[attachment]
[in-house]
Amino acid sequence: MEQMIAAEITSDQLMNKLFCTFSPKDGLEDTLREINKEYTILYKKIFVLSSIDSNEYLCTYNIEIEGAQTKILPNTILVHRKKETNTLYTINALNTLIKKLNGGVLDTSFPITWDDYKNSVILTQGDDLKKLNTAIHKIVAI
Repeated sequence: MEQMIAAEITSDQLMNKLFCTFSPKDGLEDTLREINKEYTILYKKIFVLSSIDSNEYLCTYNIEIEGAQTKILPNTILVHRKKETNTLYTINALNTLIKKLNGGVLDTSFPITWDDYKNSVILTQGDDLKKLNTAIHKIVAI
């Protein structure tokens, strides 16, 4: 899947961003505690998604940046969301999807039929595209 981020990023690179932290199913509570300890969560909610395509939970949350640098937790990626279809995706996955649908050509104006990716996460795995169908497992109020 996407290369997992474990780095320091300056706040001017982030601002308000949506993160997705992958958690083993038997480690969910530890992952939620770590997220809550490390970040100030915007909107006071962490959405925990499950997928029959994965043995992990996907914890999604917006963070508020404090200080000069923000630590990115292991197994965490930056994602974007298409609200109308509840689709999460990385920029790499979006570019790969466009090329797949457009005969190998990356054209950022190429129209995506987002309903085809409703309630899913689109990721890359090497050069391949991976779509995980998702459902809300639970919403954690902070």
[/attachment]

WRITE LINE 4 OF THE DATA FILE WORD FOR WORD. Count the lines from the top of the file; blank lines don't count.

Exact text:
């Protein structure tokens, strides 16, 4: 899947961003505690998604940046969301999807039929595209 981020990023690179932290199913509570300890969560909610395509939970949350640098937790990626279809995706996955649908050509104006990716996460795995169908497992109020 996407290369997992474990780095320091300056706040001017982030601002308000949506993160997705992958958690083993038997480690969910530890992952939620770590997220809550490390970040100030915007909107006071962490959405925990499950997928029959994965043995992990996907914890999604917006963070508020404090200080000069923000630590990115292991197994965490930056994602974007298409609200109308509840689709999460990385920029790499979006570019790969466009090329797949457009005969190998990356054209950022190429129209995506987002309903085809409703309630899913689109990721890359090497050069391949991976779509995980998702459902809300639970919403954690902070």